A 19-year-old security analyst from Germany claims to have been capable of remotely hacking into the security of more than Tesla vehicles across 13 countries after discovering an issue with the software Tesla’s system.
Through tweets on Twitter this week, David Colombo claimed that he could remotely access the vehicle and turn off Sentry Mode. This feature lets Tesla owners track suspicious activity, unlock doors and windows, and begin the car without keys.
Colombo claimed he could inquire about the driver’s location and determine whether they were in the vehicle. He also said that his list of possibilities could do was “pretty long.”
The teen was later quoted as saying that the vulnerability wasn’t caused by Tesla” ‘s infrastructure but was “the owners’ of the company’s faults” and that the teen “needed to inform the owners” but did not disclose the specifics of the software flaw.
Although Colombo claimed he couldn’t control the cars’ steering, acceleration, or braking, he jokingly said it was possible to “remotely rick roll the affected owners by playing Rick Astley on Youtube in their Tesla’s.”
“Yes, I might open the doors and use these affected Teslas. However, I am not able to interfere in the driving of another (other than triggering music at a maximum intensity or flashing the lights), and I’m also able not to operate these Teslas remotely.” Colombo wrote on Twitter.
“I believe it”‘s hazardous if a person can remotely blast music to full blast or open doors or windows while you’re driving. Flashing the lights continuously could result in a (dangerous) impact upon other motorists,” Colombo said.
“That” ‘s why I’d like to see this resolved before I share any details about the specifics of what this is all concerning,” he said, saying he’d reached out to MITRE. This American non-profit organization offers technical and engineering advice to all federal agencies.
The teen claimed that they also had contact with involved Tesla car owners. He did not offer photographs or videos to prove his claims.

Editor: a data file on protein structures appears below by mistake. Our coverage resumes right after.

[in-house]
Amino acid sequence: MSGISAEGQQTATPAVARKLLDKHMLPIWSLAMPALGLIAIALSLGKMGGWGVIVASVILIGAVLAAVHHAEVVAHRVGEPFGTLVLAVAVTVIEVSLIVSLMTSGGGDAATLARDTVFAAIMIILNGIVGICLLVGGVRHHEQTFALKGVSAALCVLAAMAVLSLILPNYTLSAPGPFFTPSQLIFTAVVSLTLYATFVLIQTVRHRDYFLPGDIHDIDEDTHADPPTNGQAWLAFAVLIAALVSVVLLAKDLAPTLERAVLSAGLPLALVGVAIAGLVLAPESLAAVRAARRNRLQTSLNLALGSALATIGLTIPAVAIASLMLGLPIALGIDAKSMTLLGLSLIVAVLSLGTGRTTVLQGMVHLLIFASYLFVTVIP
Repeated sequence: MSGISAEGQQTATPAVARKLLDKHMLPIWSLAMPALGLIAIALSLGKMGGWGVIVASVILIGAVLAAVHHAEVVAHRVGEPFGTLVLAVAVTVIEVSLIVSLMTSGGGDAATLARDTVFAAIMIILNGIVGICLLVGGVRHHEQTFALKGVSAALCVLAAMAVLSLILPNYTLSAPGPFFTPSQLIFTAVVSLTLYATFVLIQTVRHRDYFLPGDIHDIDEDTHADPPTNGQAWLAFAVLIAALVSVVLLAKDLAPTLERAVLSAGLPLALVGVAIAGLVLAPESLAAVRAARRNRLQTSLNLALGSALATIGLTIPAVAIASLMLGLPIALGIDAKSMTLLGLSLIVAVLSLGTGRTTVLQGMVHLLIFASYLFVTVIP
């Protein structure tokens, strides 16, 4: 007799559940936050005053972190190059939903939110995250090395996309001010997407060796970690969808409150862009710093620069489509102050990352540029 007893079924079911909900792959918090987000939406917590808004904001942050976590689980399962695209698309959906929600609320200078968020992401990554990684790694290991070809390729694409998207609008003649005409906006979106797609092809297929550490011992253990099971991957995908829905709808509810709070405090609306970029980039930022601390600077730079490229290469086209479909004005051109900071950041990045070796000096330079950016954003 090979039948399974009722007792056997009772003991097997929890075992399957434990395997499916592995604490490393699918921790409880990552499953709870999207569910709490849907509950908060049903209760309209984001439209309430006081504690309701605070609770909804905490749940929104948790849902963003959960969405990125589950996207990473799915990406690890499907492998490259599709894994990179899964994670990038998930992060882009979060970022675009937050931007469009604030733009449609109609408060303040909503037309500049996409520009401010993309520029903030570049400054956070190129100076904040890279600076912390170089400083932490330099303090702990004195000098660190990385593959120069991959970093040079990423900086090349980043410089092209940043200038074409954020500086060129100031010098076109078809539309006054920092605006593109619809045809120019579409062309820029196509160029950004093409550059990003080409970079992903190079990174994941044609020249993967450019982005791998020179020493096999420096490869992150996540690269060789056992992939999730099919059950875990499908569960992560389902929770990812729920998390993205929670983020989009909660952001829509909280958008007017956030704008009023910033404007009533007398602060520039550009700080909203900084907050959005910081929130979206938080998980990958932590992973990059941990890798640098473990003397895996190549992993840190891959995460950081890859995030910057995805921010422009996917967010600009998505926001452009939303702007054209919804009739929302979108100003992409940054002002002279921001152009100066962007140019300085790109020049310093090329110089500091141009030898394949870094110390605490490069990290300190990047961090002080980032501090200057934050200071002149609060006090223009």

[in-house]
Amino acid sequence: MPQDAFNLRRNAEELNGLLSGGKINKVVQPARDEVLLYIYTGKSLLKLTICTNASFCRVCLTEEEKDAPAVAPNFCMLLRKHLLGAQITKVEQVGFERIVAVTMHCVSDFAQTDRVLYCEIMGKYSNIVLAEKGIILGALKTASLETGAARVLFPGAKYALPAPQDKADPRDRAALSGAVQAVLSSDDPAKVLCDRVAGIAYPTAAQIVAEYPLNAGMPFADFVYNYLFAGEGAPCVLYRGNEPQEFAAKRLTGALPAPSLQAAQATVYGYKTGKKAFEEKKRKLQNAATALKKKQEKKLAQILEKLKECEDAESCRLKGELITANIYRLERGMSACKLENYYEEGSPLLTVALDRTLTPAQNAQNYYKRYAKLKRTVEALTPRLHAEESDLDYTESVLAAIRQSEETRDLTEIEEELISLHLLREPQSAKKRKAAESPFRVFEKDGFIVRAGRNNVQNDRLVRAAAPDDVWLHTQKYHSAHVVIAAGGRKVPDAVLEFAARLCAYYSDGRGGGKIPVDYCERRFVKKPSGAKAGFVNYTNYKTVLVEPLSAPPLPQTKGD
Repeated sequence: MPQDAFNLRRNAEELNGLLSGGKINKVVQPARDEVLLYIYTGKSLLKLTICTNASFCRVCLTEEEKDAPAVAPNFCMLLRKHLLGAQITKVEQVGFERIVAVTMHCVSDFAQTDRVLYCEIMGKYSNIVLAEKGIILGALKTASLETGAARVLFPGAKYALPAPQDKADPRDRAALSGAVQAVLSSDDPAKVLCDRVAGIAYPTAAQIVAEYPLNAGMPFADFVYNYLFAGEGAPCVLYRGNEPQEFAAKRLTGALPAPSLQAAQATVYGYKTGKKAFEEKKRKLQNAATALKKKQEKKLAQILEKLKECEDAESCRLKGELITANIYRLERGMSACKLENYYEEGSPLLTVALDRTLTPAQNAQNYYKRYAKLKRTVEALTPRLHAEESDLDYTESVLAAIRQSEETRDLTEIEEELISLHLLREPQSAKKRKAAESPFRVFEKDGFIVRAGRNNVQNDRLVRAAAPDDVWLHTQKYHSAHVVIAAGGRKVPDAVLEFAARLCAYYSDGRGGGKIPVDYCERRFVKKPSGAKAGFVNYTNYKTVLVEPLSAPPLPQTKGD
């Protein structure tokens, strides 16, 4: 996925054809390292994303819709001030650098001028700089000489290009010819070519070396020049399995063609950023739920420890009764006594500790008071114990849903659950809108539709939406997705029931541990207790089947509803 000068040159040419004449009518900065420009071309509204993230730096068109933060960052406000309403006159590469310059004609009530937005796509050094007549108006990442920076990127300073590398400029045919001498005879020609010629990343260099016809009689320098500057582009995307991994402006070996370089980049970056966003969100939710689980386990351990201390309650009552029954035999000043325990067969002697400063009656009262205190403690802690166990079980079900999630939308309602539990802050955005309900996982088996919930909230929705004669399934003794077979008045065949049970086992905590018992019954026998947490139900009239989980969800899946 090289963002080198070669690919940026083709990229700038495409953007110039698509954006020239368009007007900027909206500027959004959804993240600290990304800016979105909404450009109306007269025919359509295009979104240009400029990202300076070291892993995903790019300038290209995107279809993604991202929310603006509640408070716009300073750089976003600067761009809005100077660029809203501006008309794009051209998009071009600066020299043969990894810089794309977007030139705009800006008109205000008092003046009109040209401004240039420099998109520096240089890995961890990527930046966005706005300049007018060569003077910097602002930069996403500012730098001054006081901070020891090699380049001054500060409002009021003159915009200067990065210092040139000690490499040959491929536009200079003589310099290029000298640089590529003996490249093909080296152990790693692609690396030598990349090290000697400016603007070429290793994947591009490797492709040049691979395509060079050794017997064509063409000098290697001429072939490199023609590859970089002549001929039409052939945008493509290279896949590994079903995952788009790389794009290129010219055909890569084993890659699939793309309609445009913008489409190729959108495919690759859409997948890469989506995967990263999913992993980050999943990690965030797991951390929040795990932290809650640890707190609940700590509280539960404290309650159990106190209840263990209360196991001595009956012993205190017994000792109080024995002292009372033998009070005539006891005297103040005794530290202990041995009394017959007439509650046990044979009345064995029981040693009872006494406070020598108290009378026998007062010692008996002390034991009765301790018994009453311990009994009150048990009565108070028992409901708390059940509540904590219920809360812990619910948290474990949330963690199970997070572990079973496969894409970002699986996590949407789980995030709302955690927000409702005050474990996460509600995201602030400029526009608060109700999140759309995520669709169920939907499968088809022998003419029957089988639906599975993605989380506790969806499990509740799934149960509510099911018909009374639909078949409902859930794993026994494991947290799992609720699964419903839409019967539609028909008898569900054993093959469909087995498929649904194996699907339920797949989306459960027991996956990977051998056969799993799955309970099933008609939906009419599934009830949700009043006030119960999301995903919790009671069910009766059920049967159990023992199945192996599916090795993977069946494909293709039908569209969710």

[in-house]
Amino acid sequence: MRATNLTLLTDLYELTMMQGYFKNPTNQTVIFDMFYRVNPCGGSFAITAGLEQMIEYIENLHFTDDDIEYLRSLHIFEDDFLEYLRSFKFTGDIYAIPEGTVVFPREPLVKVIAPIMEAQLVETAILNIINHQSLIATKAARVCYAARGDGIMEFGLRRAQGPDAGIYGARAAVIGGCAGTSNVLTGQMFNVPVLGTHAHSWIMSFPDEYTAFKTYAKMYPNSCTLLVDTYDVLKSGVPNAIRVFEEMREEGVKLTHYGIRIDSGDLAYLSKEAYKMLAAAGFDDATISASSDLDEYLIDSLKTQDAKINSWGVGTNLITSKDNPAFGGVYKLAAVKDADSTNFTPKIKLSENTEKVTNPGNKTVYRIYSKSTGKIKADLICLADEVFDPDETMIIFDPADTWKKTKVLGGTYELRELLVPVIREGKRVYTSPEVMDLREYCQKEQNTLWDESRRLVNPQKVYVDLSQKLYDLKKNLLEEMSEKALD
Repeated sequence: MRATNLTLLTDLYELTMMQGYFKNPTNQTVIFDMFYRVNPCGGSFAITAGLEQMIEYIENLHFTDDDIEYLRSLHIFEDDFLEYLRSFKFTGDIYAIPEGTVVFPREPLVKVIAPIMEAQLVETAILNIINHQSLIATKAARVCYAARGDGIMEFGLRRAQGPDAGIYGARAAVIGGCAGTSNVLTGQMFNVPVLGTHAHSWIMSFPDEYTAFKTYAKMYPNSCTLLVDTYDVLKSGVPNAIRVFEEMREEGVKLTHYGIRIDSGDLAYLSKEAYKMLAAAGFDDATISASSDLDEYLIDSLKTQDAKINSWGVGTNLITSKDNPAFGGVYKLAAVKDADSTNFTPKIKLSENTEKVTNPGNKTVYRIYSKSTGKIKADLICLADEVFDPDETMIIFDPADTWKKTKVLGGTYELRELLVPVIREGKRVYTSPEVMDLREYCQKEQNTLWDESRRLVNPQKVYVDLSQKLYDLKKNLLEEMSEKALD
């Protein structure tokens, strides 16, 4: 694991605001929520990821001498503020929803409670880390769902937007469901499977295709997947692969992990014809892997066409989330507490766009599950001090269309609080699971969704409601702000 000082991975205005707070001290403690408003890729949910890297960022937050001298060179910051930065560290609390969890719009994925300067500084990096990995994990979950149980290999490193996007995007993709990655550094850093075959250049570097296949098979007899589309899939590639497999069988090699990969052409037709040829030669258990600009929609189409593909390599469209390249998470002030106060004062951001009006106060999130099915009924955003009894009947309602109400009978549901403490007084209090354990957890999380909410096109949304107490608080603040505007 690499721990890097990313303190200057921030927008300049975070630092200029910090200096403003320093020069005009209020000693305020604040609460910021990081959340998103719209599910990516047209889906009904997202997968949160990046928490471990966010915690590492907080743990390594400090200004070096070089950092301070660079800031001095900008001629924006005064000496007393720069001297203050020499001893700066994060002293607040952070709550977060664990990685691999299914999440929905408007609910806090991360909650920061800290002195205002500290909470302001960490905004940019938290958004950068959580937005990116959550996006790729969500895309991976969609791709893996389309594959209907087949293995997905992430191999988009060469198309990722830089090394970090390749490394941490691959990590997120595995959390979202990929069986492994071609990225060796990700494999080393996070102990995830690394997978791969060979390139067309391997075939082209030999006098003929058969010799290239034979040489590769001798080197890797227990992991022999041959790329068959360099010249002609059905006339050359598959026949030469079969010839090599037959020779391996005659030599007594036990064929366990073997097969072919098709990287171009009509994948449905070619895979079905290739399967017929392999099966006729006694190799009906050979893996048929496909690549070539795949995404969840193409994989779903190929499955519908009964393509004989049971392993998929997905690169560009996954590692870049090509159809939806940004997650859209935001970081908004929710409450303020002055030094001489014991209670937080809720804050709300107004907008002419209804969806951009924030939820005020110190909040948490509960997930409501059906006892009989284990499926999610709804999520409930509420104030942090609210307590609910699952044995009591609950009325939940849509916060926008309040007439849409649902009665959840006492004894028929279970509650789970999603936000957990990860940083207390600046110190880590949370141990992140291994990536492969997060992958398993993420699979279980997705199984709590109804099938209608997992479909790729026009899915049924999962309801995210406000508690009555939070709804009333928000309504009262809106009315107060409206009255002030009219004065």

In a Twitter update, Columbo said that he was communicating with Tesla” ‘s Security Team, who had confirmed that they were looking into the incident and would inform the public. In addition, the MITRE Common Vulnerabilities Assignment team had also “reserved a CVE in the event of an incident,” he said.
Colombo and Tesla haven’t responded to requests for comments.
Tesla vehicles have faced various safety issues, such as their autopilot features.
In August, authorities from the National Highway Traffic Safety Administration (NHTSA) launched an official investigation to investigate Tesla’s Autopilot and fully auto-driving (FSD) systems following more than 12 crashes involving emergency vehicles parked in the parking lot that caused one death while 17 were injured. On August. 31st, the investigation was extended to cover another incident.
In October, Tesla removed the most current version of FSD’s beta software one day after its release because its internal quality assurance team discovered issues in some left-hand turns at traffic signals.
Tesla offers a vulnerability disclosure program that allows security experts to identify legitimate weaknesses in Tesla vehicles and receive a reward with a maximum of $15,000 for an identified vulnerability.